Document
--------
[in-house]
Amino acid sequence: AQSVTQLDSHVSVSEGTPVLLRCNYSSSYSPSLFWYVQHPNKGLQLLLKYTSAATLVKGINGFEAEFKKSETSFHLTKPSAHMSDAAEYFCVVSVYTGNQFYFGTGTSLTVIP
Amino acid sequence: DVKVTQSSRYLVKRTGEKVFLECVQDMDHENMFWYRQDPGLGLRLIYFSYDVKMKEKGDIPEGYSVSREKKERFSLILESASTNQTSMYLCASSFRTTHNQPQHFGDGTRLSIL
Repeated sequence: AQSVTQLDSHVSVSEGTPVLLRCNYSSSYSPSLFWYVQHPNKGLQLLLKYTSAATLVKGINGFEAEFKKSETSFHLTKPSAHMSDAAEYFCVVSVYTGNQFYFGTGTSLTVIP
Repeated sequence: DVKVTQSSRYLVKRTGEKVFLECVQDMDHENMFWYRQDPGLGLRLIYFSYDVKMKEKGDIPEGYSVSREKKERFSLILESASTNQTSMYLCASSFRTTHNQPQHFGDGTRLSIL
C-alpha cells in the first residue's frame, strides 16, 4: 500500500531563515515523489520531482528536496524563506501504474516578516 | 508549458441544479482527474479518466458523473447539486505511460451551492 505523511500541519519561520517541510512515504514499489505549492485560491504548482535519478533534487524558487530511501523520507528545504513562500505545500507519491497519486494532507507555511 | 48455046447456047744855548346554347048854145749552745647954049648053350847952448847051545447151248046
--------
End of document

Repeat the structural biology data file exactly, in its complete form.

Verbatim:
[in-house]
Amino acid sequence: AQSVTQLDSHVSVSEGTPVLLRCNYSSSYSPSLFWYVQHPNKGLQLLLKYTSAATLVKGINGFEAEFKKSETSFHLTKPSAHMSDAAEYFCVVSVYTGNQFYFGTGTSLTVIP
Amino acid sequence: DVKVTQSSRYLVKRTGEKVFLECVQDMDHENMFWYRQDPGLGLRLIYFSYDVKMKEKGDIPEGYSVSREKKERFSLILESASTNQTSMYLCASSFRTTHNQPQHFGDGTRLSIL
Repeated sequence: AQSVTQLDSHVSVSEGTPVLLRCNYSSSYSPSLFWYVQHPNKGLQLLLKYTSAATLVKGINGFEAEFKKSETSFHLTKPSAHMSDAAEYFCVVSVYTGNQFYFGTGTSLTVIP
Repeated sequence: DVKVTQSSRYLVKRTGEKVFLECVQDMDHENMFWYRQDPGLGLRLIYFSYDVKMKEKGDIPEGYSVSREKKERFSLILESASTNQTSMYLCASSFRTTHNQPQHFGDGTRLSIL
C-alpha cells in the first residue's frame, strides 16, 4: 500500500531563515515523489520531482528536496524563506501504474516578516 | 508549458441544479482527474479518466458523473447539486505511460451551492 505523511500541519519561520517541510512515504514499489505549492485560491504548482535519478533534487524558487530511501523520507528545504513562500505545500507519491497519486494532507507555511 | 48455046447456047744855548346554347048854145749552745647954049648053350847952448847051545447151248046